Our use of cookies We use necessary cookies to make our site work. Necessary cookies enable core functionality such as security, network management, website analytics and accessibility. You may disable these by changing your browser settings, but this may affect how the website functions. The cookies collect information in a way that does not directly identify anyone. For more information on how these cookies work, please see our privacy policy.

To agree to our use of cookies, click the 'Accept' button. No, give me more info
Accept
 

Restorative justice and reparation

''Actively involving victims of crime committed by young offenders in the youth justice process and helping them to get over any harm done, link to the key elements of the Youth Justice Board's aims and objectives, including improving public confidence in the Criminal Justice System.

This is usually called 'restorative justice'. The restorative approach is essentially a structured way of resolving problems between people, caused by someone breaking a law, in a non-adversarial way. They can take place alongside, as part of, or instead of, certain formal criminal justice proceedings.

''It is participative, so all the parties directly affected by an offence are given the opportunity to contribute to decision-making about what needs to be done (although the victim has no responsibility for sentencing decisions). The resolution aims to make amends as far as possible. It seeks to balance the concerns of the victim and the community with the need to reintegrate the offender into society.

Different models of restorative work are available to enable a flexible response to be made dependant on the differing needs of each situation. A wide range of activities and undertakings are possible and include mediation and conferencing. Reparation can include:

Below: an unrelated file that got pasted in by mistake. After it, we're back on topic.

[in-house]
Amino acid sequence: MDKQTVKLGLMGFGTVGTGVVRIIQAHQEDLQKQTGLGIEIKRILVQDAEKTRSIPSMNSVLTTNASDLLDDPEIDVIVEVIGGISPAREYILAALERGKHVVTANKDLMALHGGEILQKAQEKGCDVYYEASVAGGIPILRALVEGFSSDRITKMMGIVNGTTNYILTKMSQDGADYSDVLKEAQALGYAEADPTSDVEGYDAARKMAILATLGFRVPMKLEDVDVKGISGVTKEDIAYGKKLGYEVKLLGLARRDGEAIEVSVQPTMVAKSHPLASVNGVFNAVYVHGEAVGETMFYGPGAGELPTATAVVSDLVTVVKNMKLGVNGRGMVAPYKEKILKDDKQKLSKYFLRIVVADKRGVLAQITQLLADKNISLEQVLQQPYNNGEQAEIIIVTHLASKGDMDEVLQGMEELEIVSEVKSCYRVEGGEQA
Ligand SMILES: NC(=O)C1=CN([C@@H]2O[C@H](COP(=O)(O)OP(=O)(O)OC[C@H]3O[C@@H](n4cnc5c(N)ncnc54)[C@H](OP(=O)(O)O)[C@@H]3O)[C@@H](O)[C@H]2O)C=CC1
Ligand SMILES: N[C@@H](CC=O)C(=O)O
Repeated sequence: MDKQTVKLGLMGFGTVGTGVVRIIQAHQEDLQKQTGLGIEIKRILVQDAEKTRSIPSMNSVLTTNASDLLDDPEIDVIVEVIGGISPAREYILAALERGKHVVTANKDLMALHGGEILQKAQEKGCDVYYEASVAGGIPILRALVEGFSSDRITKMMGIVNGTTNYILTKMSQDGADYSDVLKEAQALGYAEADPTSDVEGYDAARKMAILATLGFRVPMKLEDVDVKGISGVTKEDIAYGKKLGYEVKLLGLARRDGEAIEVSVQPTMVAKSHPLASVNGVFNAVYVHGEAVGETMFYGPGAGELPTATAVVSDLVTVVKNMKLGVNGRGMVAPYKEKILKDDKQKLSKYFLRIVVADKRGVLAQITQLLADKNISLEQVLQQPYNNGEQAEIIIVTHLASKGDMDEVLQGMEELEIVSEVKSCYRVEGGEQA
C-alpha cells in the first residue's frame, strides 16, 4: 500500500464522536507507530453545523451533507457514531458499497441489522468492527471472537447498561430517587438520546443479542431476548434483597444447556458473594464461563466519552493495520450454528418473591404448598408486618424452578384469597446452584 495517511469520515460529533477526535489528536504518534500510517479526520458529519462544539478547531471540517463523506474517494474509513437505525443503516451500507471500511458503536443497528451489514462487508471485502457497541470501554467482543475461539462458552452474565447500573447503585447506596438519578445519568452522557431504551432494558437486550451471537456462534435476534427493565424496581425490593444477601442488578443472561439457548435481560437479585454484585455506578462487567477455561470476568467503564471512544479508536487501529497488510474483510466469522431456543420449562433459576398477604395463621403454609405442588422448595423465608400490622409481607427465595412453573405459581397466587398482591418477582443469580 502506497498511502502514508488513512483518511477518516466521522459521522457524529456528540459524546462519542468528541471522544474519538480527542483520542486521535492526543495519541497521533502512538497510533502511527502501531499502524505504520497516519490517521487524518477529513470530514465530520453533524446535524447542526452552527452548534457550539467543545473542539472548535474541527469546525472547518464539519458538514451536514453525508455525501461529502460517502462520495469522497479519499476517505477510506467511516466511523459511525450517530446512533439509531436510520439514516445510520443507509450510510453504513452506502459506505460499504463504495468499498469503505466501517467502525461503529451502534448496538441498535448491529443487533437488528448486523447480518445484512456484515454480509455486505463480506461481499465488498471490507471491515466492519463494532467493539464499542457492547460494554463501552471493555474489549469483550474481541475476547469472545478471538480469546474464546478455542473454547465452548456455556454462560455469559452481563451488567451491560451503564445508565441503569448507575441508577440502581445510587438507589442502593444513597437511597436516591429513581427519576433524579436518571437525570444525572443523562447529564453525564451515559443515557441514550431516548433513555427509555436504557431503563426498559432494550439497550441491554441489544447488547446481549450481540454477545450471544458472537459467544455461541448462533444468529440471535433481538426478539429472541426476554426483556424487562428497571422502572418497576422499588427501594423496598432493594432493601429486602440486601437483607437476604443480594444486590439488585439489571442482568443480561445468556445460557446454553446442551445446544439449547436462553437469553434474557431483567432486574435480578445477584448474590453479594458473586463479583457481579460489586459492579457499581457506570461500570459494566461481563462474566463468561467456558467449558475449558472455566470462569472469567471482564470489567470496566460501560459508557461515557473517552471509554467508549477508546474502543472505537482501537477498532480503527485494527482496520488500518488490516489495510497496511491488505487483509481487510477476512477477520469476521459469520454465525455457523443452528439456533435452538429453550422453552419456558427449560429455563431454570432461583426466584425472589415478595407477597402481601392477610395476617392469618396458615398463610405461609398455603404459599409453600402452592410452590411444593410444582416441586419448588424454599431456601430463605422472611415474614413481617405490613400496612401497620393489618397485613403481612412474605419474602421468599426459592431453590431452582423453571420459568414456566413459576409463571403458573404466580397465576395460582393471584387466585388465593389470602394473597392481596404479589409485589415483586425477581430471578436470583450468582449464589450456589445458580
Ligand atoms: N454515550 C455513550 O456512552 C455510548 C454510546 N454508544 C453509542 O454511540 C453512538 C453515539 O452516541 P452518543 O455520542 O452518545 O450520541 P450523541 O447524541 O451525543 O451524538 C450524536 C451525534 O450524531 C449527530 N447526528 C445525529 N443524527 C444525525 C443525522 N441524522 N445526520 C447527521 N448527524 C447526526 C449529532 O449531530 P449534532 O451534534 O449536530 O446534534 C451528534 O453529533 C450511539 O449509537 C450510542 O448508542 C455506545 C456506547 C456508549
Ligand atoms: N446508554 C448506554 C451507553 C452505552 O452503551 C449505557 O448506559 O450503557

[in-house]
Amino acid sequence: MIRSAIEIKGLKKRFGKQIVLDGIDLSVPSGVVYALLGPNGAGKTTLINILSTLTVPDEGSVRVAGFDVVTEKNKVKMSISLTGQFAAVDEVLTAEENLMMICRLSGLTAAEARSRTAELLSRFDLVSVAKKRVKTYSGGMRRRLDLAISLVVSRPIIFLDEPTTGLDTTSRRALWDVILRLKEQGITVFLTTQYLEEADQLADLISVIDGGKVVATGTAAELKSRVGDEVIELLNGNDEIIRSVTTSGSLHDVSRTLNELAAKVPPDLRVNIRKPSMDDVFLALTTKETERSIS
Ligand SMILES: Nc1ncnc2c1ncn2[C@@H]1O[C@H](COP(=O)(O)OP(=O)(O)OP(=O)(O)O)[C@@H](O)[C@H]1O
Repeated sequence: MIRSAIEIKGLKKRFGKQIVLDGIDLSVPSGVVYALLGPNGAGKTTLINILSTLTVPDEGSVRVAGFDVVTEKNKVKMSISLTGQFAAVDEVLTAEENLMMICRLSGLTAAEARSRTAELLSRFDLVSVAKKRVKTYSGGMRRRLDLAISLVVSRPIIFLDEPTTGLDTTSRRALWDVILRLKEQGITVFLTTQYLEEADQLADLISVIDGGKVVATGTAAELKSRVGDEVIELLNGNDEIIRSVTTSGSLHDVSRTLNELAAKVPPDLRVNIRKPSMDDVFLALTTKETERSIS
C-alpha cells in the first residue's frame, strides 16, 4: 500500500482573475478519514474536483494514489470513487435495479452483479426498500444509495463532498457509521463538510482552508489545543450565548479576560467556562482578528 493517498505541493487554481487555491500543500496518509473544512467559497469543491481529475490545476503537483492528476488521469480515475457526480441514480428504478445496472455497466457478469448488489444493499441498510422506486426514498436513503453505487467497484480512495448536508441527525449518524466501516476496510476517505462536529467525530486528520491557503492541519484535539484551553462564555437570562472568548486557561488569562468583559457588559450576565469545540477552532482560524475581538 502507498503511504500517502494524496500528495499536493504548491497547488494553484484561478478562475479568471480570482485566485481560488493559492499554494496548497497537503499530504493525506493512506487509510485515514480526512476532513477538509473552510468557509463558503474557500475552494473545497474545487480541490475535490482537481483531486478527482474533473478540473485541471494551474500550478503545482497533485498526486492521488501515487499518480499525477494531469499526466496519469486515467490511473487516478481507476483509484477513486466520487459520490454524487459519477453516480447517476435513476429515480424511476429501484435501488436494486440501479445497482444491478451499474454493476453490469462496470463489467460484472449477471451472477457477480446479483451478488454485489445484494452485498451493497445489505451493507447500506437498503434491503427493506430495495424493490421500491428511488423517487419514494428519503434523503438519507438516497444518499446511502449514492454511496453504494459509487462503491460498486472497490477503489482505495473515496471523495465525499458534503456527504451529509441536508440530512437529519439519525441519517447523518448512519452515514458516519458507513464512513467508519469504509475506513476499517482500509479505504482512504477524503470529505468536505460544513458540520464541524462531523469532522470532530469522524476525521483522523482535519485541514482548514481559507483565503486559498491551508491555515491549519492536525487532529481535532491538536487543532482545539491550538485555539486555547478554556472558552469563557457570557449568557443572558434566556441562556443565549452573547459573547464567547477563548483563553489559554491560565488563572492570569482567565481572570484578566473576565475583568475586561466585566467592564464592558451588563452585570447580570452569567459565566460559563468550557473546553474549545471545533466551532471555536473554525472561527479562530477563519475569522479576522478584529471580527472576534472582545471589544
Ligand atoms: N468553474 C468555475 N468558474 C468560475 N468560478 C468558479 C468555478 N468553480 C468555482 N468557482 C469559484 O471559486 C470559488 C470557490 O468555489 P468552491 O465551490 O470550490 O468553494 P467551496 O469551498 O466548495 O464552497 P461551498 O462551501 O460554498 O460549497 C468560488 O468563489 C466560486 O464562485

• an apology
  • financial reparation
  • work to make good any damage
  • work for a community cause, (ideally nominated by the victim if this is what they want)
  • agreement as to the young person's future conduct

The Witness Charter

The Witness Charter is a set of 34 standards which set out the level of service that witnesses can expect to receive at every stage of the criminal justice process. It covers the moment they report a crime or incident through to giving evidence at court and post-trial support.

The charter provides applies to all who provide services to witnesses in criminal proceedings, including:

  • The police 
  • Witness Care Units 
  • The Crown Prosecution Service
  • Her Majesty's Courts Service 
  • The Witness Service
  • Criminal defence lawyers

It is non-statutory, but it builds on the introduction of other policies such as:

  • The Code of Practice for Victims of Crime
     
  • Witness care units under the 'No Witness, No Justice' project.

There are no results that match your search criteria


Latest social care and health news
Hearing Aid Rule Changes – Welcomed by County's Health Scrutiny Chair

Hearing Aid Rule Changes – Welcomed by County's Health Scrutiny Chair

Description
A move to make eligibility to hearing aids fairer for everyone in Staffordshire, has been welcomed by the county's health scrutiny chair.
Date:
03 October 2022
Private foster carers reminded of support available as part of new campaign

Private foster carers reminded of support available as part of new campaign

Description
Private foster carers reminded of support available as part of new campaignResidents in Staffordshire who care for children who are not their own under private fostering arrangements are being reminded that they need to let the local authority know.
Date:
27 September 2022
Free support to help people quit smoking

Free support to help people quit smoking

Description
Free support to help people quit smoking People interested in quitting smoking are being reminded that help is at hand as part of a national campaign.
Date:
26 September 2022
Staffordshire barber gains the skills to save a life

Staffordshire barber gains the skills to save a life

Description
A barber from Staffordshire is one of 1,600 people who have gained the skills to help prevent suicide thanks to training funded by Staffordshire County Council.
Date:
07 September 2022

Visit the Staffordshire Newsroom